According to a recording, a twin-engine plane that killed at least two people and sank in the nose on the outskirts of San Diego, after repeated warnings that it was flying dangerously low.
The Cessna 340 collided with a UPS van, killing the driver, and then crashed into homes in the Santi area of 50,000 people Monday afternoon. The pilot is believed to have died and at least two people were injured on the ground, including a woman who was helped out of a burning house by neighbors.
A National Transportation Safety Board investigator was expected to arrive at the scene Tuesday morning, according to an agency tweet.
The plane was en route to San Diego’s Montgomery Gibbs Executive Airport when it crashed. Some time ago, when the plane was about half a mile from the runway, an air traffic controller warned the pilot that the plane was too low.
“Low altitude warning, get on immediately, get on the plane,” the controller told the pilot in audio obtained by KSWB-TV.
The controller repeatedly urges the plane to ascend 5,000 feet, and when it stays at 1,500 feet, warns: “Sir, you appear to be landing again.”
The station, which aired the video on KGTV-TV, said it received a viewer showing the plane moving in the sky and then sinking into the neighborhood in a blaze.
The plane was owned by Dr. Sogta Das, who was piloting the plane and died in the crash.
The hospital’s chief medical officer said he worked at Yuma Regional Medical Center in Arizona.
Das, who is a licensed pilot, lived in San Diego and traveled back and forth from Yuma, according to the website of a non-profit organization he served as director. She is survived by two young sons.
The United Parcel Service of America Inc. confirmed that one of its employees had died, although the employee’s name was not immediately released.
People a block away from the scene said their homes shook with thunder.
Neighbors ran for help and rescued a couple from a burning 70’s home.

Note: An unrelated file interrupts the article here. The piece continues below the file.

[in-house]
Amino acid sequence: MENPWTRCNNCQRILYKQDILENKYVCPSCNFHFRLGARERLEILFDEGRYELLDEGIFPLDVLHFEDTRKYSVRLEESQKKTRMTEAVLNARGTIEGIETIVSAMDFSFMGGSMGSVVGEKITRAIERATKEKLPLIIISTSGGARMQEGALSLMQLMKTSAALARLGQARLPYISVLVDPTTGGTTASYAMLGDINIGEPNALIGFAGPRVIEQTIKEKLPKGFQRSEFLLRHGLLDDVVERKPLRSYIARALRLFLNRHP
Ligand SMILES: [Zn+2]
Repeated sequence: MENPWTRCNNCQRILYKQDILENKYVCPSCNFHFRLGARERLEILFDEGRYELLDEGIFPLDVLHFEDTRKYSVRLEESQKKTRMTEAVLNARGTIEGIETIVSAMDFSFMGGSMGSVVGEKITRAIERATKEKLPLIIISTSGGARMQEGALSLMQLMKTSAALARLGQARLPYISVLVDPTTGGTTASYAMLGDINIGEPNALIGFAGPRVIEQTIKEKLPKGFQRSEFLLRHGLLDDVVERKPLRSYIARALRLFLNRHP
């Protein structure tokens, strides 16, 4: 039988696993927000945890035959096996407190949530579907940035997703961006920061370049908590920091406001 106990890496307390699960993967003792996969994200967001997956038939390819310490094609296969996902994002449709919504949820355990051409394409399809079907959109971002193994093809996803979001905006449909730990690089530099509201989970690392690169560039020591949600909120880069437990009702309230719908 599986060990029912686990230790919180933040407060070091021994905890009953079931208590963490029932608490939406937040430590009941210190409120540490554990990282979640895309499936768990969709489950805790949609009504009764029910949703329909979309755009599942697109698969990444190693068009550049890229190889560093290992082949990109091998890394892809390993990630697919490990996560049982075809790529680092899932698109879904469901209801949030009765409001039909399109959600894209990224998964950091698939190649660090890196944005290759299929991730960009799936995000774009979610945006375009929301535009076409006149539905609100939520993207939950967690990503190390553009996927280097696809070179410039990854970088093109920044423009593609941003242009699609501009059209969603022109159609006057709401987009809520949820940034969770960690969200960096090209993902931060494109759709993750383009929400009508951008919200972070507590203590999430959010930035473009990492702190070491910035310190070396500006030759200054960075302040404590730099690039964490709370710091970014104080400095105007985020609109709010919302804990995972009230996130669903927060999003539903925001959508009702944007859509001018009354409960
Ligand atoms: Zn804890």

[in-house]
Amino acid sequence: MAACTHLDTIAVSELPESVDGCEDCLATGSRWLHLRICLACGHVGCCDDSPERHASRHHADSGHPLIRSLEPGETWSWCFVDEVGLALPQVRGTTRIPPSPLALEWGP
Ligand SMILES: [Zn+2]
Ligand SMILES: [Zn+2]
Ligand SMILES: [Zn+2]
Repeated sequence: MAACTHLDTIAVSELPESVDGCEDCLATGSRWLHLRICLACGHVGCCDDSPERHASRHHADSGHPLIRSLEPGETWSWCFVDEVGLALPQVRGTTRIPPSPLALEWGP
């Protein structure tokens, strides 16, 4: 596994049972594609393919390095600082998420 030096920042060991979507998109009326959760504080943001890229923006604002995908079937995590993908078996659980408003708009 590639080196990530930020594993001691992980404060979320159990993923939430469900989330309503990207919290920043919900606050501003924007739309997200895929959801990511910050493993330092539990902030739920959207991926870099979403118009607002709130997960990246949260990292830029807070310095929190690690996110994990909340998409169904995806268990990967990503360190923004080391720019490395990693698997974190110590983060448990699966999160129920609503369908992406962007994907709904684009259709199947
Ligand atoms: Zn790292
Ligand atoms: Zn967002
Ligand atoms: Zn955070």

Michael Kelly, 43, ran outside barefoot and saw flames engulfing a UPS truck and a house on the corner. He joined two neighbors in the burning house, calling from an open window.
With thick smoke inside the house and a flame licking the roof, Kelly grabbed a woman’s arm from the window and rushed to help her get out. Her arms were burned, and her hair was cut.
“I’m glad I didn’t have to go barefoot,” said Kelly, a probation officer.
At the same time, other neighbors tore down the couple’s fence to protect the woman’s husband from the backyard.
After the couple fled on the sidewalk, Kelly said, the woman asked for help for her dog, which was believed to be inside the house.
“My dog, my dog,” she kept saying.
But a few moments later, there were explosions inside the house. The group assisted the couple until paramedics arrived.
Andrew Pilot, 30, lives with the couple across the street and was working from home when he heard a whisper and then a huge boom.
“My initial idea was that a meteor was coming down,” he said. “I could hear it falling, and then some kind of explosion.”
The pilot looked outside and saw that the UPS truck was on fire. He grabbed a fire extinguisher and then joined the other neighbors, who pulled the board from the couple’s fence to save the woman’s husband.
Eric Hapert, 57, who ran downstairs for help after his house was shaken, said he saw the man walking in the backyard when he pulled the board.
“Both were definitely shocked, but at least they were alive,” said Hepert, a military contractor.
Pilot said there were no houses in the other destroyed house, which was sold just a month ago.